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Selecting an NMRA DCC System for S scale
by Michael Greene

When it comes to power options for your model railroad, the way I think of it is that S has the most flexibility you will find in any model scale. You can easily choose to power your railroad with AC, DC or DCC. Once you make your choice, then you just make sure that the locos you acquire for your railroad are set up for that power option. I'll continue the discussion with the assumption that the choice we've made is to power it with DCC.

Often times one of the first question asked is how "big" of a DCC system do I need for my layout. To help answer this, it is helpful to recognize that DCC is a little different. Unlike standard DC or AC, you can have multiple locos running on the same track at the same time with independent control. So what you need for power is really based on how many (and which ones) locomotives you plan to operate SIMULTANEOUSLY. Don't worry if this changes over time, because DCC allows you to add additional power stations to your layout over time, to support more things operating simultaneously.

In order to get a rough idea of the power you need in your initial DCC system, add up the operating power requirements of the locos and other items you will power from the track simultaneously. (Notice I used simultaneously several times -- just because you might own 20 locos, it does not necessarily follow that you will run all 20 simultaneously, so you don't have to add every one of them to your power requirement). A good rule of thumb for S is to figure 1 amp per loco running simultaneously. Some require much less (SHS SW9/1200s & SW-1s are less than less than 0.5amp each) and American Flyer locos with their original motors are a bit more than 1 amp. But the rule of thumb is pretty good unless you know specifically what DCC components you will have. You also need to think about those other things you power off the track like lights in passenger cars, since they draw a little power as well, so you'll want a little extra cushion.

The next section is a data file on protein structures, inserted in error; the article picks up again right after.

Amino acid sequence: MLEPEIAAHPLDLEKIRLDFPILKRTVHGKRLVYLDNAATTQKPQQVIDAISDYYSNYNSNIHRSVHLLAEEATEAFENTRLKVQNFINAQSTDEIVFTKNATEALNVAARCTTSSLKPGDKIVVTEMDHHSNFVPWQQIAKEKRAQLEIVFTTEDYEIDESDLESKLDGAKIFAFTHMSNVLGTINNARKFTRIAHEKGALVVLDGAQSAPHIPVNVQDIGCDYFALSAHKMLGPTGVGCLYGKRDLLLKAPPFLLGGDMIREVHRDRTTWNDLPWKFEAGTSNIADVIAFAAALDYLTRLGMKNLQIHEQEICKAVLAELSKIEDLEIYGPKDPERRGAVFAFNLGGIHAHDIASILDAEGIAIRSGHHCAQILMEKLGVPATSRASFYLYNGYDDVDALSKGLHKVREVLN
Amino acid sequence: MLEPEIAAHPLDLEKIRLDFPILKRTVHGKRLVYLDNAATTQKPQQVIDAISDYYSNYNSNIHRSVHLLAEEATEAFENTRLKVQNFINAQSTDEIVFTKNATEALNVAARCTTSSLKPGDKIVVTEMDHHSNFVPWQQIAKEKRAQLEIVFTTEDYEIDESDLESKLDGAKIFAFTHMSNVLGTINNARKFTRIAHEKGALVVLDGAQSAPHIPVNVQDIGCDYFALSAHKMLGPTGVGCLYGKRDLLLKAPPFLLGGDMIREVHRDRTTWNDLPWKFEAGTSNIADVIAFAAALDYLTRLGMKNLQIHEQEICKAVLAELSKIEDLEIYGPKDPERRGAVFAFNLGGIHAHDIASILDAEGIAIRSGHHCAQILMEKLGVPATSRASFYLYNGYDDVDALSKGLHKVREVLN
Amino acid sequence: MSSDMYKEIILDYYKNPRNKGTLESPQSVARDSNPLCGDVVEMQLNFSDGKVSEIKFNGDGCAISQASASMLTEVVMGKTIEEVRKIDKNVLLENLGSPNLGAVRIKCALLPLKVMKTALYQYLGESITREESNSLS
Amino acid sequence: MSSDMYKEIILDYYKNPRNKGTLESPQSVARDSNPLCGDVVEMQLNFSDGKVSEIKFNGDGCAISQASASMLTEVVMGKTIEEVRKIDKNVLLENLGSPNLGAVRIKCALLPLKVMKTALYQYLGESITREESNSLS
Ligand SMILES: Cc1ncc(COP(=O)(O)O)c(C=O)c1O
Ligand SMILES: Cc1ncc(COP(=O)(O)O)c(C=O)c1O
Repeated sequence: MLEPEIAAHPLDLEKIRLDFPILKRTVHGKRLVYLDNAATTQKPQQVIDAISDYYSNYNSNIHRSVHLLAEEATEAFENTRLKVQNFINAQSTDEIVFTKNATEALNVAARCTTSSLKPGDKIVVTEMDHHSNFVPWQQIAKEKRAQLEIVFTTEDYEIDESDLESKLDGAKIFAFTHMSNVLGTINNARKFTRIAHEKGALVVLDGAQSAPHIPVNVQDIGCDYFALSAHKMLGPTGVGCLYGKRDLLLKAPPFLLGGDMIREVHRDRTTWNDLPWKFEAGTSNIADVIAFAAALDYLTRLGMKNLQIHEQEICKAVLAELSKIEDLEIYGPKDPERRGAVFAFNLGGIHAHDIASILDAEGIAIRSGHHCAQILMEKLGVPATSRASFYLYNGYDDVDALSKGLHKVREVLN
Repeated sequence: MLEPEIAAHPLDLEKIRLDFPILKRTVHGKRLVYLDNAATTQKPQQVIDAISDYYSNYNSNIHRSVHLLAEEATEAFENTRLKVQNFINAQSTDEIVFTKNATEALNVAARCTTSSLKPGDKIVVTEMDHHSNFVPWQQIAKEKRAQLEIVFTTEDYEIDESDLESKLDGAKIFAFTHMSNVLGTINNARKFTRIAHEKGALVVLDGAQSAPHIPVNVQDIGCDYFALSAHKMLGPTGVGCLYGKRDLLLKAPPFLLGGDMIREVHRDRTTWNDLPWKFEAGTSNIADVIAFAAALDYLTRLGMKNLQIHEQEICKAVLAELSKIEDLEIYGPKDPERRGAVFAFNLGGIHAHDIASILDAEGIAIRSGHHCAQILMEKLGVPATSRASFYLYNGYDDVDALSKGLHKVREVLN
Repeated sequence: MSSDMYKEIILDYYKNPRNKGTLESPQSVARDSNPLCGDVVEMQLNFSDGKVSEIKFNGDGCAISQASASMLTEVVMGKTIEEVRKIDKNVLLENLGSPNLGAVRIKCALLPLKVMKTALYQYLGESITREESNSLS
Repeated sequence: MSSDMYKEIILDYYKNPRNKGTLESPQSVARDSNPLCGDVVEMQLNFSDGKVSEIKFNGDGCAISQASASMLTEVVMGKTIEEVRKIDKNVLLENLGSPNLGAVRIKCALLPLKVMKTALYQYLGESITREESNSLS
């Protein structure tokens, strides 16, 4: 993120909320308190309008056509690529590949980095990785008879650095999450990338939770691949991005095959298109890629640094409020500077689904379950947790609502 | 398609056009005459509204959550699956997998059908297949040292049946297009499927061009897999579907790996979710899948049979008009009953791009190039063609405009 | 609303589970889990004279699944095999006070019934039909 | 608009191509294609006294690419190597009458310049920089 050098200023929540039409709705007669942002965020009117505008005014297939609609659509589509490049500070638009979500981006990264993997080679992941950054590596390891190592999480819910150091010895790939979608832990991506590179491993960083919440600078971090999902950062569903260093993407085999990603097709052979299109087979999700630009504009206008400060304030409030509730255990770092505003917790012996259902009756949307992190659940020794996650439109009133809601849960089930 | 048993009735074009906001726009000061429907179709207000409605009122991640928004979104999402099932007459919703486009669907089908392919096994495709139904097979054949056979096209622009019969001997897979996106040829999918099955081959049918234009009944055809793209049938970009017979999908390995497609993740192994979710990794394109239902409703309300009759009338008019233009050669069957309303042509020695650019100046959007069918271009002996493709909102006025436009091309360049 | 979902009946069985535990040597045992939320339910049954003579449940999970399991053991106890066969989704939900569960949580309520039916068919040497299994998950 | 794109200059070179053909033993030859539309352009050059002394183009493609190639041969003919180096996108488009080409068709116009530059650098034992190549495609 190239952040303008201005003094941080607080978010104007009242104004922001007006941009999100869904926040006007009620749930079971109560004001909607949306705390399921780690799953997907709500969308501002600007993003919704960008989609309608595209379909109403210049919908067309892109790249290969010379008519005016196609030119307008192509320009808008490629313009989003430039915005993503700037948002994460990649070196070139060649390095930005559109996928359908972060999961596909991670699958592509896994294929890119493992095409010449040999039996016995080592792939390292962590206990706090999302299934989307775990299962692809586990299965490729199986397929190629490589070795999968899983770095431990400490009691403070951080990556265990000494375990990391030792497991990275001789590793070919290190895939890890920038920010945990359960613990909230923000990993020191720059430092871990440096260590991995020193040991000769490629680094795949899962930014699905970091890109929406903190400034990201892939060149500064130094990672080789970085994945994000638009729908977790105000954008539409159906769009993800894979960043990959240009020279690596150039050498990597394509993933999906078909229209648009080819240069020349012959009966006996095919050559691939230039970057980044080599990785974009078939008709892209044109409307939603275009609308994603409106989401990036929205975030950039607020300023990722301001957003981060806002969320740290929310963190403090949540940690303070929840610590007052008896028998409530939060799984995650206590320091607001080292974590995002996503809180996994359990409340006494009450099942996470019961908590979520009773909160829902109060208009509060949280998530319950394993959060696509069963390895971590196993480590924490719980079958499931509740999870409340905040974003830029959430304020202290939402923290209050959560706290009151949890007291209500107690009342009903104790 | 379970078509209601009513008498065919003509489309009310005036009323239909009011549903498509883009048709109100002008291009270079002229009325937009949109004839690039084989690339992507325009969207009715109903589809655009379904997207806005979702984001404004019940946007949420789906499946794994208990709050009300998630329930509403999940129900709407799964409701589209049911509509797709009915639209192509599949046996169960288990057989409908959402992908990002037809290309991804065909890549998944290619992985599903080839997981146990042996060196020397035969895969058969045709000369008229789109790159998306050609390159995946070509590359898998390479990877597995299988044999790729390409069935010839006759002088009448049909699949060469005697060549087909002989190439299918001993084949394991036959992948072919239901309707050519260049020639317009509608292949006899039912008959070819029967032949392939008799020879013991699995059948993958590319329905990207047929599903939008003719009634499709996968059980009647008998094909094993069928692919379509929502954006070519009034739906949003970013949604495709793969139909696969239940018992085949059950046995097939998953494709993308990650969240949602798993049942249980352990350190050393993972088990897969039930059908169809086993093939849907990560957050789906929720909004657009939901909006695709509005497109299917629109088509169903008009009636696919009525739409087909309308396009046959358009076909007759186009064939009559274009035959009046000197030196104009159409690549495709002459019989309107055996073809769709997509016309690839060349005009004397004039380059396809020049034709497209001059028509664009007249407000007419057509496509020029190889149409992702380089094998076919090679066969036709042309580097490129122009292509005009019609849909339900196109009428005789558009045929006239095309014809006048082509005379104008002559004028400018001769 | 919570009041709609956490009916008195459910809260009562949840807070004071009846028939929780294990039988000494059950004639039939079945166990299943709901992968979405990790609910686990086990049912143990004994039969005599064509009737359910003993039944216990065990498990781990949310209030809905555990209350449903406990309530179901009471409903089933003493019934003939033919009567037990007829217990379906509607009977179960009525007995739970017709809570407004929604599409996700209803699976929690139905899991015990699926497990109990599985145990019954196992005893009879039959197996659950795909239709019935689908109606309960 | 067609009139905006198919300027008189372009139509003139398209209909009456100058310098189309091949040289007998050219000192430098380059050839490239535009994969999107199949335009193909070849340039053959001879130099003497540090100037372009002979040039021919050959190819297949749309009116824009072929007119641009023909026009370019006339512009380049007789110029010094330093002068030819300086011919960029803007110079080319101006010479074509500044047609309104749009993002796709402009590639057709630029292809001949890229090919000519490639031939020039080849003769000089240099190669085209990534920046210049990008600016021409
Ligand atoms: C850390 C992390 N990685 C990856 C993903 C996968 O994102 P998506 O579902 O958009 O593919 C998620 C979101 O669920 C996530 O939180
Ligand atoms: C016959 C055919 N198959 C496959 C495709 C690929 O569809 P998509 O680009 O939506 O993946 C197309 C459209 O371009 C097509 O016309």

Regardless of how a manufacturer packages it, every DCC system is made up of five basic components:

  1. Decoder (usually located in the locomotive, although you can put them in other things as well): decoders are very small electronic devices that are installed in each locomotive you will run on your layout. These devices have a unique "address" much like your house has a unique address. In addition to setting the loco's address in the decoder, it also allows you to customize other operating characteristics. The decoder has connections to the track, the motor, and to any lights or other accessories in your locomotive.  Decoder come in a large variety of shapes, sizes, and features, from very simple decoders that control the motor and the forward light (headlight), all the way to higher end sound decoders (e.g., decoders from SoundTraxx and ESU) that control several functions and have sound functions like horn, bell, dynamic brake, etc.
  2. Cab (aka Throttle) - allows you to control your locomotive (things like change the speed, turn lights and/or sounds on and off)
  3. Command Station - converts the cab knob movements and button presses to special instructions that are sent to the decoder via the track
  4. Power Station - takes the low power signal from the command station and adds "beefy" power to it to actually provide power to the decoder & locomotive; typical power station sizes available on the market are 3, 5, 8, and 10amp.
  5. Simple Transformer -- usually an simple AC transformer (read cheap) with 110V/220V on one side and 15-18VAC on the other side; this provides power to the Power Station. From a size perspective it should be at least as big as the power station. A 5amp power station ought to have at least a 5A transformer, or said another way, if you only use a 3 amp transformer with a 5 amp power station the maximum you can get from the power station is 3 amps. This does not need to be a variable supply like a DC power pack, or a Lionel ZW transformer. And many HO/N hobby power packs  actually have very little power in them -- perhaps 1-2 amp.